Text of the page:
MENU

2016 $6,000 Lindgren Recipient: Brianna Zwilling

I was honored to receive The Dressage Foundation’s Major Lindgren Scholarship in 2016. Being a busy trainer in the heart of the Midwest, it is difficult to find reasonable options for furthering my education as an instructor and a rider. I applied for the scholarship after my young horse, Griffindor’s, first season of Prix St George. The future was looking bright with not only his progress but also helping my students progress up the levels. I planned to use the scholarship to travel to New Jersey for two, ten-day trips in order to train with Betsy Steiner, one in the spring of 2017 and the other in late summer of 2017.  

I had the pleasure of clinicing with Betsy a number of times over the past few years and really appreciated her patient and perceptive approach to both the horses and students while helping them achieve their goals and enjoy dressage. My goal for the training trips was to not only gain knowledge about refining and training the upper level movements, but to also observe and experience the way Betsy ran her business and how she helped her students on their horses.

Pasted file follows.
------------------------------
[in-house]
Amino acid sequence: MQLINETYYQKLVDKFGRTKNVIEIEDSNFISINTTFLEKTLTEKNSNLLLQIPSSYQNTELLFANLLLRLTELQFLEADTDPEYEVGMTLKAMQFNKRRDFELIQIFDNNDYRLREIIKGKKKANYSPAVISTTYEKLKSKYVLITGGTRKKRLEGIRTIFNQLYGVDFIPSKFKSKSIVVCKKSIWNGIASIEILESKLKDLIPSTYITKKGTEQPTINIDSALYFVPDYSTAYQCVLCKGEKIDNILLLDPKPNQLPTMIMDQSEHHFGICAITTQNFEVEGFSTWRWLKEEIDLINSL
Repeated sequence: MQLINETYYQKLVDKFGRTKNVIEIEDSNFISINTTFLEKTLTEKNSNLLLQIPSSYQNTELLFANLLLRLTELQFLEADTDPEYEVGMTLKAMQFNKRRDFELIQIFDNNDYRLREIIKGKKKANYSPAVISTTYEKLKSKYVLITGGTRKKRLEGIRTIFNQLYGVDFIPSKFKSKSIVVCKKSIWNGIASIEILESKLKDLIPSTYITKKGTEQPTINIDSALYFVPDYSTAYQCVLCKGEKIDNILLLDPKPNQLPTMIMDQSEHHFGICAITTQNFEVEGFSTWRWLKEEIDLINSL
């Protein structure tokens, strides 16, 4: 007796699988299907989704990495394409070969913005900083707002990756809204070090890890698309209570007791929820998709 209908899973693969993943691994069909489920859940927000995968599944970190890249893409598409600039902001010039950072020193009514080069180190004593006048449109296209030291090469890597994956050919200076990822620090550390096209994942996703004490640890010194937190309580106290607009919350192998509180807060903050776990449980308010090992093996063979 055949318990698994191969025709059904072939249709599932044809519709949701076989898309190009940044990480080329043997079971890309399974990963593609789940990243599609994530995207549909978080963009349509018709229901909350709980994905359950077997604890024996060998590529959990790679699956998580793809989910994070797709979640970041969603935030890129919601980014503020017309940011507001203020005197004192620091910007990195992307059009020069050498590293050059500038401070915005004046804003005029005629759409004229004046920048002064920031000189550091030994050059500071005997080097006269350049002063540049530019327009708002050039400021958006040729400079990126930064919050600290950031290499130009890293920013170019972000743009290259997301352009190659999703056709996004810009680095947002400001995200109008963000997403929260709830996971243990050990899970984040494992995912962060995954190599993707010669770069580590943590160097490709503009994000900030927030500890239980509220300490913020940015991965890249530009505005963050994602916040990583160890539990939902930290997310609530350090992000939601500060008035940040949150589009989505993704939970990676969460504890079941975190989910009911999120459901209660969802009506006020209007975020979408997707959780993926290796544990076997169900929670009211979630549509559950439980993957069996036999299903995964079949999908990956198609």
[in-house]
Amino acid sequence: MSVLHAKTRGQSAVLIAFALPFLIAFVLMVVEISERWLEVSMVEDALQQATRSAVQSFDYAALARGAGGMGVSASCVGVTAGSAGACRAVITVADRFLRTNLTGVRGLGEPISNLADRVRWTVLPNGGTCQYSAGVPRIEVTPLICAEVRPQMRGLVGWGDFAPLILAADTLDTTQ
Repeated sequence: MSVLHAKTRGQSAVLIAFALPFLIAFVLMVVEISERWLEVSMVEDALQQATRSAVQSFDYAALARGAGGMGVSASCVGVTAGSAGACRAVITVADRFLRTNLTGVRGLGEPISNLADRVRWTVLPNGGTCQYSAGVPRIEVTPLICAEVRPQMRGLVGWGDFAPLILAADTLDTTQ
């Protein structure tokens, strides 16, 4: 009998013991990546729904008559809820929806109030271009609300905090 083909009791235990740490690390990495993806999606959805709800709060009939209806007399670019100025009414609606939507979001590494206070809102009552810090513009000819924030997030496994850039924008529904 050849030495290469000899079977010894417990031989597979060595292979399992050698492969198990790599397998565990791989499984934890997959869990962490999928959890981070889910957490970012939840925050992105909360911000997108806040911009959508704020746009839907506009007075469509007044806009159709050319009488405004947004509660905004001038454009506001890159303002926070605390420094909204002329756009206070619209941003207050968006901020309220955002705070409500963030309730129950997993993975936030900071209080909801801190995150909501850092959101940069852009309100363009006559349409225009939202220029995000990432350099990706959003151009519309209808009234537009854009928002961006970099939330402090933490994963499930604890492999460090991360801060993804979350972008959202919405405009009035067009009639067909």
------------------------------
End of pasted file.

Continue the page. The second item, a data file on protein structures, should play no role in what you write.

Unfortunately, life with horses is predictively unpredictable. Griffindor began to struggle with his training around February of 2017. Nothing was obvious, but my normally willing-to-work horse became unhappy. I listened to my gut and got my veterinarian involved early. After some injections in his stifles, he seemed to get better, but only for a couple of weeks. Then, he started to struggle again. My veterinarian and I tried everything we could. Radiographs and ultrasounds were all clean, but Griffindor just did not feel right.  

I made the difficult decision to have arthroscopic surgery done on his left stifle where all of his problems seemed to be coming from. Surgery was a success and it was a good decision to proceed this way. Griffindor had weak, soft cartilage in his stifle that was causing him pain and inflammation. The surgeon believed it was a developmental problem which had been there for years. With age and more difficult dressage movements, the weakness became a hindrance. Also, since the joint appeared normal on the exterior, surgery was the only way to view and assess the joint cartilage. While this was a great relief to feel that I had done the right thing for my dressage partner, this also meant a long rehab.